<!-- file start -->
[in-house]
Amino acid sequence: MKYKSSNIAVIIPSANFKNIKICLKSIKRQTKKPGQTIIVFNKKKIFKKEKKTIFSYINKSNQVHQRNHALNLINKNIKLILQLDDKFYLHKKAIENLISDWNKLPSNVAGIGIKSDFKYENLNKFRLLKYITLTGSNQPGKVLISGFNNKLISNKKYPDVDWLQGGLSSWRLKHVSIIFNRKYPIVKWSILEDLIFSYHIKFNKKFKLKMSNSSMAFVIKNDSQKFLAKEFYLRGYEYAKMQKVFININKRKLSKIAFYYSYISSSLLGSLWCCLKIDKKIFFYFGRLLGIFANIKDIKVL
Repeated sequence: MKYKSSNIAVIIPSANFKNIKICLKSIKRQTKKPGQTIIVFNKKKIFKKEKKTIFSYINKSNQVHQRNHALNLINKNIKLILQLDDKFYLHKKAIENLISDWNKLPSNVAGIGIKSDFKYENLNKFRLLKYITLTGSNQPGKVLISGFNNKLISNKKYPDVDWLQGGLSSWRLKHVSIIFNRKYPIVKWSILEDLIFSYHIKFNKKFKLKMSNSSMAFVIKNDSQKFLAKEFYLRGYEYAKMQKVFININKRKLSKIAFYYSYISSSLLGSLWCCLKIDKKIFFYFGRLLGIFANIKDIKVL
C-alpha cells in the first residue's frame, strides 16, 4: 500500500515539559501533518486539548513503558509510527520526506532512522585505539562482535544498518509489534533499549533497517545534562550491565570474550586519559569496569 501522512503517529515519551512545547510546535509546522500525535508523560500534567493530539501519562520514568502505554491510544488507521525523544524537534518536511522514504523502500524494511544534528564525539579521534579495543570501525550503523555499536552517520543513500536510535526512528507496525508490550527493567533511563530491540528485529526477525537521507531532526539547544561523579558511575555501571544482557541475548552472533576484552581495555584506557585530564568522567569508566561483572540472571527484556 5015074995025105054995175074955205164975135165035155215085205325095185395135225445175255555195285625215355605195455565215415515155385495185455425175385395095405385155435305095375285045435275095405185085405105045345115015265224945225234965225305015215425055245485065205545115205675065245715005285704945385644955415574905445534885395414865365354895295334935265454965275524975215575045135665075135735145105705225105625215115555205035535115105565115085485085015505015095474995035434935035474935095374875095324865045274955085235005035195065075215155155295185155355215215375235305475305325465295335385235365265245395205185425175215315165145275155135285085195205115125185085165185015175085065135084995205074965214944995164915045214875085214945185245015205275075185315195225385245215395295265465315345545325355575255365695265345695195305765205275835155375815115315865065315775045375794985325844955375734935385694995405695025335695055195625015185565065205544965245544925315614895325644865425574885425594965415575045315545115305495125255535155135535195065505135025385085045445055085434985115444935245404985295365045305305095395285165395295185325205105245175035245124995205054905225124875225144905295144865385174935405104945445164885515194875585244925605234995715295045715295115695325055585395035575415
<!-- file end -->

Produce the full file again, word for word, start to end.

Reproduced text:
[in-house]
Amino acid sequence: MKYKSSNIAVIIPSANFKNIKICLKSIKRQTKKPGQTIIVFNKKKIFKKEKKTIFSYINKSNQVHQRNHALNLINKNIKLILQLDDKFYLHKKAIENLISDWNKLPSNVAGIGIKSDFKYENLNKFRLLKYITLTGSNQPGKVLISGFNNKLISNKKYPDVDWLQGGLSSWRLKHVSIIFNRKYPIVKWSILEDLIFSYHIKFNKKFKLKMSNSSMAFVIKNDSQKFLAKEFYLRGYEYAKMQKVFININKRKLSKIAFYYSYISSSLLGSLWCCLKIDKKIFFYFGRLLGIFANIKDIKVL
Repeated sequence: MKYKSSNIAVIIPSANFKNIKICLKSIKRQTKKPGQTIIVFNKKKIFKKEKKTIFSYINKSNQVHQRNHALNLINKNIKLILQLDDKFYLHKKAIENLISDWNKLPSNVAGIGIKSDFKYENLNKFRLLKYITLTGSNQPGKVLISGFNNKLISNKKYPDVDWLQGGLSSWRLKHVSIIFNRKYPIVKWSILEDLIFSYHIKFNKKFKLKMSNSSMAFVIKNDSQKFLAKEFYLRGYEYAKMQKVFININKRKLSKIAFYYSYISSSLLGSLWCCLKIDKKIFFYFGRLLGIFANIKDIKVL
C-alpha cells in the first residue's frame, strides 16, 4: 500500500515539559501533518486539548513503558509510527520526506532512522585505539562482535544498518509489534533499549533497517545534562550491565570474550586519559569496569 501522512503517529515519551512545547510546535509546522500525535508523560500534567493530539501519562520514568502505554491510544488507521525523544524537534518536511522514504523502500524494511544534528564525539579521534579495543570501525550503523555499536552517520543513500536510535526512528507496525508490550527493567533511563530491540528485529526477525537521507531532526539547544561523579558511575555501571544482557541475548552472533576484552581495555584506557585530564568522567569508566561483572540472571527484556 5015074995025105054995175074955205164975135165035155215085205325095185395135225445175255555195285625215355605195455565215415515155385495185455425175385395095405385155435305095375285045435275095405185085405105045345115015265224945225234965225305015215425055245485065205545115205675065245715005285704945385644955415574905445534885395414865365354895295334935265454965275524975215575045135665075135735145105705225105625215115555205035535115105565115085485085015505015095474995035434935035474935095374875095324865045274955085235005035195065075215155155295185155355215215375235305475305325465295335385235365265245395205185425175215315165145275155135285085195205115125185085165185015175085065135084995205074965214944995164915045214875085214945185245015205275075185315195225385245215395295265465315345545325355575255365695265345695195305765205275835155375815115315865065315775045375794985325844955375734935385694995405695025335695055195625015185565065205544965245544925315614895325644865425574885425594965415575045315545115305495125255535155135535195065505135025385085045445055085434985115444935245404985295365045305305095395285165395295185325205105245175035245124995205054905225124875225144905295144865385174935405104945445164885515194875585244925605234995715295045715295115695325055585395035575415